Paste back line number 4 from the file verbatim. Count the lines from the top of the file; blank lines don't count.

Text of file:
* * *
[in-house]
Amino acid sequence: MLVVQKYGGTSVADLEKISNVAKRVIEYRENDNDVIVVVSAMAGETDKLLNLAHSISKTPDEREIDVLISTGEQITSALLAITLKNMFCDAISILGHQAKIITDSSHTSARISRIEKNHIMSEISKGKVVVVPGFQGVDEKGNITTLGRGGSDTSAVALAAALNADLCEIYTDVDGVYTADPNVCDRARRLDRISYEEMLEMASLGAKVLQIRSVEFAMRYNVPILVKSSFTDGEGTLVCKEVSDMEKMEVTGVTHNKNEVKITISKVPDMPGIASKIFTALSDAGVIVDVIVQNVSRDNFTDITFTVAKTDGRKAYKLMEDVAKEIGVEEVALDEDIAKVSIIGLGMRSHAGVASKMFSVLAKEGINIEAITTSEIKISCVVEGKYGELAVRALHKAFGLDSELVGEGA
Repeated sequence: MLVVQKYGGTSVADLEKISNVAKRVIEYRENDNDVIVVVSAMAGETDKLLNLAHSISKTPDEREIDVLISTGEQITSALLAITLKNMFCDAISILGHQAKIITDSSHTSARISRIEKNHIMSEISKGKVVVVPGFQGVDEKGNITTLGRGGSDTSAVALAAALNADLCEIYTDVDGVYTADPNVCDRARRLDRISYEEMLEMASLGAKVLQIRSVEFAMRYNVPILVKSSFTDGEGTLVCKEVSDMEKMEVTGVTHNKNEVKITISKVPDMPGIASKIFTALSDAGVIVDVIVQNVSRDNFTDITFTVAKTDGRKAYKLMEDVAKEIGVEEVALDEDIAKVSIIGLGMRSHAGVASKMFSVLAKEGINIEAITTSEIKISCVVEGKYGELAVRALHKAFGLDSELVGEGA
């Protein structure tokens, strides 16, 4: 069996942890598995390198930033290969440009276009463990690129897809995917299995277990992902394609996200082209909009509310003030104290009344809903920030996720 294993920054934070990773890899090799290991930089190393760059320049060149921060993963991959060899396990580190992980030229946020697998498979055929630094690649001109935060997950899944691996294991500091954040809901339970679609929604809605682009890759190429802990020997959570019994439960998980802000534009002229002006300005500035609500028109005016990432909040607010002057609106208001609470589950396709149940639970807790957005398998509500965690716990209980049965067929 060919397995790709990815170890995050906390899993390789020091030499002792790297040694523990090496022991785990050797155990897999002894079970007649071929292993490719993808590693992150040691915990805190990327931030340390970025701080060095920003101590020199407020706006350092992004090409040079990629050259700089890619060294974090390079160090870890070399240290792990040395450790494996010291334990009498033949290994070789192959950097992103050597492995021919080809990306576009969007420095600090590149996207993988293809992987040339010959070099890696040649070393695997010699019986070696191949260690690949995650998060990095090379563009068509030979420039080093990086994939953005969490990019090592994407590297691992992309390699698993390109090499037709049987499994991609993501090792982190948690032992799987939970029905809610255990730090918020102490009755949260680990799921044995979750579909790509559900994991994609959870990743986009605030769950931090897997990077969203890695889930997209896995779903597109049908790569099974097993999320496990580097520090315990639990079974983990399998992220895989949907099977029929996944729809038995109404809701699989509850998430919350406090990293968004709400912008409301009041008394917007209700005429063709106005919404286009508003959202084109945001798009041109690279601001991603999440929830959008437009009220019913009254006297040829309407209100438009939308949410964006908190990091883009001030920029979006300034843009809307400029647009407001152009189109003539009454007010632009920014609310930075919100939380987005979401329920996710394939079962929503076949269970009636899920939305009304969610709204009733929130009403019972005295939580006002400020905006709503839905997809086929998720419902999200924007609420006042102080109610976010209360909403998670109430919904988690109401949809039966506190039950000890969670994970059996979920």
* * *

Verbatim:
């Protein structure tokens, strides 16, 4: 069996942890598995390198930033290969440009276009463990690129897809995917299995277990992902394609996200082209909009509310003030104290009344809903920030996720 294993920054934070990773890899090799290991930089190393760059320049060149921060993963991959060899396990580190992980030229946020697998498979055929630094690649001109935060997950899944691996294991500091954040809901339970679609929604809605682009890759190429802990020997959570019994439960998980802000534009002229002006300005500035609500028109005016990432909040607010002057609106208001609470589950396709149940639970807790957005398998509500965690716990209980049965067929 060919397995790709990815170890995050906390899993390789020091030499002792790297040694523990090496022991785990050797155990897999002894079970007649071929292993490719993808590693992150040691915990805190990327931030340390970025701080060095920003101590020199407020706006350092992004090409040079990629050259700089890619060294974090390079160090870890070399240290792990040395450790494996010291334990009498033949290994070789192959950097992103050597492995021919080809990306576009969007420095600090590149996207993988293809992987040339010959070099890696040649070393695997010699019986070696191949260690690949995650998060990095090379563009068509030979420039080093990086994939953005969490990019090592994407590297691992992309390699698993390109090499037709049987499994991609993501090792982190948690032992799987939970029905809610255990730090918020102490009755949260680990799921044995979750579909790509559900994991994609959870990743986009605030769950931090897997990077969203890695889930997209896995779903597109049908790569099974097993999320496990580097520090315990639990079974983990399998992220895989949907099977029929996944729809038995109404809701699989509850998430919350406090990293968004709400912008409301009041008394917007209700005429063709106005919404286009508003959202084109945001798009041109690279601001991603999440929830959008437009009220019913009254006297040829309407209100438009939308949410964006908190990091883009001030920029979006300034843009809307400029647009407001152009189109003539009454007010632009920014609310930075919100939380987005979401329920996710394939079962929503076949269970009636899920939305009304969610709204009733929130009403019972005295939580006002400020905006709503839905997809086929998720419902999200924007609420006042102080109610976010209360909403998670109430919904988690109401949809039966506190039950000890969670994970059996979920």